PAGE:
Pick the Best of the Midcentury

Pick the Best of the Midcentury

Adrienne Faulkner knew that the set of three midcentury-style wooden Asian doors would be perfect for the entrance to her master bedroom. She knew, too, that they needed work.

As with most midcentury modern furniture - furniture that first hit American homes in the 1950s and is known for its clean lines, light colors and simplicity - the wooden doors needed some TLC.

Midcentury modern furniture has become so popular in recent years that most major furniture-makers are creating brand new pieces that echo the style.

Still, many furniture buyers want original pieces. And while it's easy to find old chairs, sofas and tables dating from the 1950s and 1960s, it's harder to determine which pieces are worth buying and restoring.

Faulkner, CEO of interior and architectural design firm Faulkner Design Group in Dallas, decided the doors were worth it. Even then, rescuing them wasn't an easy task. It took two months, 11 sandings and four coats of stain.

Daniel Braskie, manager of Quaboag Antiques in Palmer, Massachusetts, says that learning which pieces are better than others takes time and research.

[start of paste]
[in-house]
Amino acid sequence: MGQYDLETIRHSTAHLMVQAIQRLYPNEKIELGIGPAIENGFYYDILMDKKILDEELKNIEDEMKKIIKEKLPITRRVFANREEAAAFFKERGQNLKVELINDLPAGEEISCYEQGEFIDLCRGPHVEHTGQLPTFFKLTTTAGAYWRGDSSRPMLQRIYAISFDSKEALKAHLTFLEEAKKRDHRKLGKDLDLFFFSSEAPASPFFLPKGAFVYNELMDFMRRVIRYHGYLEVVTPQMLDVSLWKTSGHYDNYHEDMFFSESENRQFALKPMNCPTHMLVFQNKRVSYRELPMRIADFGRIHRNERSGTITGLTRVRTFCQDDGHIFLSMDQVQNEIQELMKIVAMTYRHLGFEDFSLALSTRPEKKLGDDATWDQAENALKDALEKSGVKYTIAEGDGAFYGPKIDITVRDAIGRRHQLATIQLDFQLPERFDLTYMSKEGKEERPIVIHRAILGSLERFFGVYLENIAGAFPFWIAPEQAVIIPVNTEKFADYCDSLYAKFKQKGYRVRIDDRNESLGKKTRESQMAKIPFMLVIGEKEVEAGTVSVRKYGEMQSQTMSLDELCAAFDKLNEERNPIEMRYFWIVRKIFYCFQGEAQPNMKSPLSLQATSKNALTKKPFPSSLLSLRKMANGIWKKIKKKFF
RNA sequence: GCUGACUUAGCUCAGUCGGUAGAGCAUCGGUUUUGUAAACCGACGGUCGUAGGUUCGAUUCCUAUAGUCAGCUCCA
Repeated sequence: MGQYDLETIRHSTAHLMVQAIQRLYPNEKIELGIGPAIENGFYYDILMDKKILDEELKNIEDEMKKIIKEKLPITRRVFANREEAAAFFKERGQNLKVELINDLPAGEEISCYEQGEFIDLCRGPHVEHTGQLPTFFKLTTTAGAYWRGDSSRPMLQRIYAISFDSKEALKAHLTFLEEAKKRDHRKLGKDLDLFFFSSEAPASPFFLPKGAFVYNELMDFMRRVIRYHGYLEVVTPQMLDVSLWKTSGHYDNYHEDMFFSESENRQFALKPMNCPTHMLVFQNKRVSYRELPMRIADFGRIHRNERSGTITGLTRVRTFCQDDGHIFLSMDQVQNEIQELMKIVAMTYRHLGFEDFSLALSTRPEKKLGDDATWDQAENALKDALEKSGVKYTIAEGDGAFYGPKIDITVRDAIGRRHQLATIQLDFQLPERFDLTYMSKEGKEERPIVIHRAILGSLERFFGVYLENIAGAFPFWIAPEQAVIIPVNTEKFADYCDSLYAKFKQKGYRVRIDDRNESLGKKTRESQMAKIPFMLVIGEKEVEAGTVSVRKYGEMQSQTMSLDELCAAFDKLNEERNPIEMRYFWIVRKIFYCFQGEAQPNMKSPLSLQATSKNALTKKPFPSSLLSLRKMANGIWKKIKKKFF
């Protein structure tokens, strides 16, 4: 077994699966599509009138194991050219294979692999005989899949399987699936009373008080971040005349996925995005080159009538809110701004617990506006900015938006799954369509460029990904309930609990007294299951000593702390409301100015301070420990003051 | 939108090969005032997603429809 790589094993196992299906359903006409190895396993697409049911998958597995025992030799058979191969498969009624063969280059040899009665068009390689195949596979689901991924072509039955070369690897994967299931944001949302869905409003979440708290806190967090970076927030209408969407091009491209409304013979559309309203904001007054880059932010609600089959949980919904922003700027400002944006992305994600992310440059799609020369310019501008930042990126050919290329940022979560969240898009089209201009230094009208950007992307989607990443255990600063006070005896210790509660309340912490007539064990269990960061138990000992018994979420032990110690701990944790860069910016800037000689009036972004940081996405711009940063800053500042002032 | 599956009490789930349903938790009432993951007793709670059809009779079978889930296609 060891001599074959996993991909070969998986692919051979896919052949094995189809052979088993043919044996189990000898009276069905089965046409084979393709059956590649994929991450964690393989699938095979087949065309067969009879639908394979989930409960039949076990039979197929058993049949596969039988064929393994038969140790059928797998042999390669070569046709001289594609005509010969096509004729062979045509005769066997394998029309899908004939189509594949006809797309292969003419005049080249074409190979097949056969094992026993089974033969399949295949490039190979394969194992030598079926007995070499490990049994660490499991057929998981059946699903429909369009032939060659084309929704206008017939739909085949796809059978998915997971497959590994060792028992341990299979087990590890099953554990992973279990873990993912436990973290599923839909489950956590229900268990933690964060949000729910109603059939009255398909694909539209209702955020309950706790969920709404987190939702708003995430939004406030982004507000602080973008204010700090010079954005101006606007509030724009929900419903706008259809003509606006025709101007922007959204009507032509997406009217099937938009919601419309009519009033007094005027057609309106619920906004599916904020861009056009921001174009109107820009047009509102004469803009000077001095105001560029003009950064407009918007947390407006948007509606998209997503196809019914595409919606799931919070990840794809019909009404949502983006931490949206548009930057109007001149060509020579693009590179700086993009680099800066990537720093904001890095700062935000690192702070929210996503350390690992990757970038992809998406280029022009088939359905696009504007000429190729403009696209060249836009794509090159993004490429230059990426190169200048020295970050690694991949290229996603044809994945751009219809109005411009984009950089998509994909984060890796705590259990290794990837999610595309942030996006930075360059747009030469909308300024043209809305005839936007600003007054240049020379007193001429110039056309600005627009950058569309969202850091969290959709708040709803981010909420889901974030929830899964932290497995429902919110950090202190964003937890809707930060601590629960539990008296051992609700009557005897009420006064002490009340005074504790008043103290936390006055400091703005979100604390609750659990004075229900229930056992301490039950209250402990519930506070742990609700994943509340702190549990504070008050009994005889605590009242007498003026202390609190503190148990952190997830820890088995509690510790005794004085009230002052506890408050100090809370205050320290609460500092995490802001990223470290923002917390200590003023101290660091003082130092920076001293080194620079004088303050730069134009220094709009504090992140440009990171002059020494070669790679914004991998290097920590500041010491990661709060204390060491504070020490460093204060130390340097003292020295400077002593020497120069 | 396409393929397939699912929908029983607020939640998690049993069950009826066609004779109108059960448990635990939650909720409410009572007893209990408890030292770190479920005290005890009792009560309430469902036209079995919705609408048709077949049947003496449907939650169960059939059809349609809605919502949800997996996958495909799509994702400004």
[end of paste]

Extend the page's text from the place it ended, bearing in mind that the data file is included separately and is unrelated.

"If you look at enough, you can [determine the] quality," Braski says. "You might not know the designer, but if you are looking at two lounge chairs side by side, you can take an educated guess as to which one is higher quality."

Chairs or tables made out of solid teak wood, walnut or rosewood are of a higher quality than those made out of birch. Leather upholstery is better than fabric, he says.

Then there's the construction of the piece. Look for cushions on sofas that are still springy, Braski recommends. Make sure the arms or legs of chairs don't wobble. If the piece feels sturdy, that's a sign that care went into its construction.

Braski says that the best way to restore these pieces is to use vinegar and oil to remove dirt, grime and build-up. But for some tasks - Braski points to damaged Danish cord seats - it's best to hire a professional.

Some people may be tempted to sand the flat surfaces of furniture down to bare wood. This can be a challenge: Many pieces of midcentury modern furniture are made out of birch with color added to make the wood look like walnut or some other more expensive material. After it's sanded down, it's hard to match the color of the wood, Braski says.

Braski expects the popularity of midcentury modern furniture to stay strong. "People want what their grandparents had," he says. "This era is antique to today's young buying market."


Copyright © CTW Features